Benefits Of Experimental Design

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Benefits of Experimental Design

Experimental design involves designing experiments for testing hypotheses though controlling experiment factors so as to predict or establish a result based on dependent and independent variables. It offers a framework where a researcher creates an experiment to confirm or deny certain allegations. Below are some of the benefits of experimental design.

1. Cause-effect relationships
The experimental design gives investigators or researchers adequate control to analyze and establish cause-effect relationships. Through setting up experiments and implementing them, researchers can find out the reason for the occurrence of various things. This is a key objective of research, which is essentially understanding the reasons and also predicting future behaviors.

2. Provides helpful insight
Experimental research offers beneficial insight that can be utilized for providing results to immediate concerns. For instance, through experimenting on various methods of teaching, an instructor can thus create an effective teaching plan. The teacher can use results got from different teaching techniques and establish the most suitable option to use, thus benefiting the students.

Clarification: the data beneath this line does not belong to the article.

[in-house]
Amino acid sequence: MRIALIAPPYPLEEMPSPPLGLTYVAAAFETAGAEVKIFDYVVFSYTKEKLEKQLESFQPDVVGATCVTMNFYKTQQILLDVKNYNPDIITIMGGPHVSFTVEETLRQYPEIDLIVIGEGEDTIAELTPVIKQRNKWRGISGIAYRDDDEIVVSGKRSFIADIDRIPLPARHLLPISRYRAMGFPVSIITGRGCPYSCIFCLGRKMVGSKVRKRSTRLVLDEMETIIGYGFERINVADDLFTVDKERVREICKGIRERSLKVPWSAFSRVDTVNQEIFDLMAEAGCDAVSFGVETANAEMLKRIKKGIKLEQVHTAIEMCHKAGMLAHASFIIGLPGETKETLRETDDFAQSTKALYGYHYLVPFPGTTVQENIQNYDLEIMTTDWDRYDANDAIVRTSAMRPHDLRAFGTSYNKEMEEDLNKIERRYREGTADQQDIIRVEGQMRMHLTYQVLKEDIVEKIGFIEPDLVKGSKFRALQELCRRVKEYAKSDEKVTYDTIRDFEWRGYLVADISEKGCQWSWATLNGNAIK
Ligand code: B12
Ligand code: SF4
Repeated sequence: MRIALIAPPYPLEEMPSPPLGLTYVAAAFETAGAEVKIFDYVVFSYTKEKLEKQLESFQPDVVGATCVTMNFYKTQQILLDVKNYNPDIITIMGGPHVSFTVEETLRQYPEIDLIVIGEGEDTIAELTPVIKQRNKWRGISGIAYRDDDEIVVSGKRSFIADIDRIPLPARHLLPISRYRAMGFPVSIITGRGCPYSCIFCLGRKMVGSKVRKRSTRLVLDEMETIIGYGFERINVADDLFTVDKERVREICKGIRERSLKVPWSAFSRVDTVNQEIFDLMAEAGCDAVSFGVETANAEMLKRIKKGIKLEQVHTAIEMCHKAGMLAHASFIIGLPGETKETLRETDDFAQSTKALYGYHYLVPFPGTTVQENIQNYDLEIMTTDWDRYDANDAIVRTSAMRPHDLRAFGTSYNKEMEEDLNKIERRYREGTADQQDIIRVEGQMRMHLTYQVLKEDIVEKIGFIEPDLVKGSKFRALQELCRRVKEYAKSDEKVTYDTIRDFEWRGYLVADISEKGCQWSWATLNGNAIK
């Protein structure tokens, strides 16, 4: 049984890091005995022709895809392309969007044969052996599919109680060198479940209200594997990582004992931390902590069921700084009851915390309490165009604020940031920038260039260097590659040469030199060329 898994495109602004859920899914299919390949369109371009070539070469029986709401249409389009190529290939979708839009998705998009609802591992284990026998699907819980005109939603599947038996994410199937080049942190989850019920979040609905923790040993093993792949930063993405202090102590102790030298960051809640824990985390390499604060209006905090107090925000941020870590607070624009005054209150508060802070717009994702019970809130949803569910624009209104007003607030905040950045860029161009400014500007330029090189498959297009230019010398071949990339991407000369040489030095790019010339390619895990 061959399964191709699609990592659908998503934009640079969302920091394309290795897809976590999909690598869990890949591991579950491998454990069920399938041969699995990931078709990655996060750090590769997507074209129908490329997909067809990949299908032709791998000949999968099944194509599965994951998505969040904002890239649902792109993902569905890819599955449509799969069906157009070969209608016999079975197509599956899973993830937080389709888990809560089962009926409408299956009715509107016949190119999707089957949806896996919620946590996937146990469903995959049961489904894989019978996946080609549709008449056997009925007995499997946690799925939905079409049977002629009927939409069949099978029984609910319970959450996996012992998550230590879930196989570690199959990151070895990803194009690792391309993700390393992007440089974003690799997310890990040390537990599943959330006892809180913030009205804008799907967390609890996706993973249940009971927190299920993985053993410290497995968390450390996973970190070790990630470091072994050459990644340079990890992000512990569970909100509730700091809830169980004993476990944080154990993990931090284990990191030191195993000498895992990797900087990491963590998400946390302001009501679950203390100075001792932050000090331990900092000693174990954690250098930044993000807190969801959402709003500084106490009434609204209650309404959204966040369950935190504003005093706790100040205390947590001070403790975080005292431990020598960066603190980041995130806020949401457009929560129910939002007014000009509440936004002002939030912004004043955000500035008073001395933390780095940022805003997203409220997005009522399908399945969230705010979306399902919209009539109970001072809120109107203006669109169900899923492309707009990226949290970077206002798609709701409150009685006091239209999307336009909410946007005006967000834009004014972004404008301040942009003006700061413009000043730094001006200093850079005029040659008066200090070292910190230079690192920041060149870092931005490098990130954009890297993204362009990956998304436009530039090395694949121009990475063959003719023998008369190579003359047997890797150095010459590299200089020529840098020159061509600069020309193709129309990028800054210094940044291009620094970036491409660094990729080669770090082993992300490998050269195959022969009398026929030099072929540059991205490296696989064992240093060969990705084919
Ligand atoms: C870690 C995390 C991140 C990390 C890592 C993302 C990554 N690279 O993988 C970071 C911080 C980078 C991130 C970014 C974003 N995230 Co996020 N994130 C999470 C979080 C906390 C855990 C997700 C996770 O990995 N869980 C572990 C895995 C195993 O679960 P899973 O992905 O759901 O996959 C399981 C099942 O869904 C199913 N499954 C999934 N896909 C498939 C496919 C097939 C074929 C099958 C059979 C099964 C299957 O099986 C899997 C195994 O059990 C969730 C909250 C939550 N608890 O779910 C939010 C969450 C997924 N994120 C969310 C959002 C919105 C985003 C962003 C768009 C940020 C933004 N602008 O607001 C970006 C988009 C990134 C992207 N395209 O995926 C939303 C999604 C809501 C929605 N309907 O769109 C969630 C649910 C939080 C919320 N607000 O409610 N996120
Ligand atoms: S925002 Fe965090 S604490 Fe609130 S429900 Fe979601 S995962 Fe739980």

3. Reliable results
The other benefit of experimental design is that the utilization of quantitative measurement levels, allocation procedures, controlled environment and random selection, promote high reliability of the outcomes as well as better generalizability of results. Furthermore, the results can also be replicated, with similar results being established because of the reliability of the experiment. A researcher can be assured that the outcomes obtained are essentially true representations of the actual events. An extra advantage is that experimental design enables the generalization of results. Experiment results can be useful in other populations or settings.

The drawback of experimental design is that it requires large samples so that results can be truly representative, thereby generalized to the wider population. Moreover, the experimental techniques are hard to perform in everyday settings because of the requirement of isolating variables.

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